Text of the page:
If God had wanted us to see our butts, he would have put eyes in the back of our heads

dont turn aroundAccording to the scale at my weight loss center, I have lost 17 pounds. I actually had lost more than that, but I gained a few back when I was forcibly attacked by a box of chocolate covered Entenmann’s doughnuts.  Damn those doughnuts.

Anyway, I have been working out like a fiend to shed the weight that somehow snuck on over the winter, so I decided the time had come to go bathing suit shopping. Trying to find a bathing suit that is flattering to all my varied jiggly parts is hard enough, but trying to find a bathing suit in the beginning of June when the stores have already moved on to parkas and mukluks is a nightmare!

After a visit to the local department store turned up nothing but some mismatched tankinis, I decided to try hitting up the local specialty bathing suit store. I usually avoid this store because it is much more expensive and the “fit specialists” there like to actually see me in the bathing suit so they can make some adjustments which is about as appealing to me as having the ladies in the bra department feel me up so they can recommend a bra for me.  However, it was such slim pickings in the regular stores that I decided to bite the bullet and go to the specialty store.

Normally when I go to these stores, the sales help is a size 00, which makes the whole process of finding a bathing suit for my 50 year-old, post-baby, size 10, cellulite-speckled body that much more painful. But today there was someone there working that was actually my age and size, which empowered me to brazenly try on a sampling of body-baring swimsuits.

Now this is where things got ugly.

I tried on a suit in the dressing room that I thought was actually pretty flattering. Then I peeked out of the room to make sure there was no one else in the area, and I zoomed out to get a look in the three-way mirror.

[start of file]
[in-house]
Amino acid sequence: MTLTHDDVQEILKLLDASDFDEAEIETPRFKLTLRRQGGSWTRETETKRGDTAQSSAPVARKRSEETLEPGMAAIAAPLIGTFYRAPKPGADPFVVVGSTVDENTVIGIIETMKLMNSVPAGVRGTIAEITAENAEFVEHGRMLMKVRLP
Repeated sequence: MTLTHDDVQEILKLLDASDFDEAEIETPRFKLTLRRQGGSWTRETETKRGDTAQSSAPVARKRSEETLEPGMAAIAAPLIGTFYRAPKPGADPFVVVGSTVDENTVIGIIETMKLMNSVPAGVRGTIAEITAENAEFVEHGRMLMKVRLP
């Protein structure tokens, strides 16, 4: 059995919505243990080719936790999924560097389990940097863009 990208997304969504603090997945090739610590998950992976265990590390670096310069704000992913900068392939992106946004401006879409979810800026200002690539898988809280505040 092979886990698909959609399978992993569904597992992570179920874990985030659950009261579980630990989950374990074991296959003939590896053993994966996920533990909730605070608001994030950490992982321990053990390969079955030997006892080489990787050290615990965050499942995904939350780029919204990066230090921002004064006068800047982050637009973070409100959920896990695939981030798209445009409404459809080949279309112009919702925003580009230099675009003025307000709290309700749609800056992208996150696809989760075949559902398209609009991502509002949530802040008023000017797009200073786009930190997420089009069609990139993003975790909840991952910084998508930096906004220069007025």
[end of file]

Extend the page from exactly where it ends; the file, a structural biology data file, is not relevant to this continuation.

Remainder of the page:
Suddenly, I realized the scale had lied. As I took in my rear view in the three-way mirror, I saw that I had not actually lost 17 pounds. It had all just moved around to my backside. There it was, spilling out on all sides from the bathing suit like an escapee from cellulite prison.

This was not a “bootylicious backside” or a “bountiful booty” or a great “badonkadonk” like Kim Kardashian’s or J. Lo’s. This was one big, fat rear-end. It was the mother of all tushes. It was Buttzilla.

I gasped and grabbed the nearest sarong to wrap around my body. Hearing my cries of horror, my fit specialist ran over.

“Is everything ok?” she asked.

“No. Not OK.,” I cried. “I had no idea that things were so bad back there.”

“Back where?”

I pointed to my other end. “There!”

“Well maybe it is just the bathing suit you have on. We can find you another,” she suggested.

“Do you have one that goes down to my knees?” I asked.

She smiled. “I’m sure it’s not as bad as you think,” she said diplomatically.

“It is. No. Actually it’s worse. It’s like someone molded my butt out of play-doh and then rolled a bunch of golf balls across it.”

I really was shocked. The last time I had looked at my butt was in the 90′s and it had been much cuter and tighter and rounder. Of course that was before I had kids and ate my way through two decades of Entenmann’s.

Since there was no way I could get that butt in shape before the end of this bathing suit season and since I was fairly certain that large, lumpy butts were not going to be the new trend this summer, I opted for the bathing suit that looked good from the front, and the longest matching sarong I could find without looking like a Mennonite.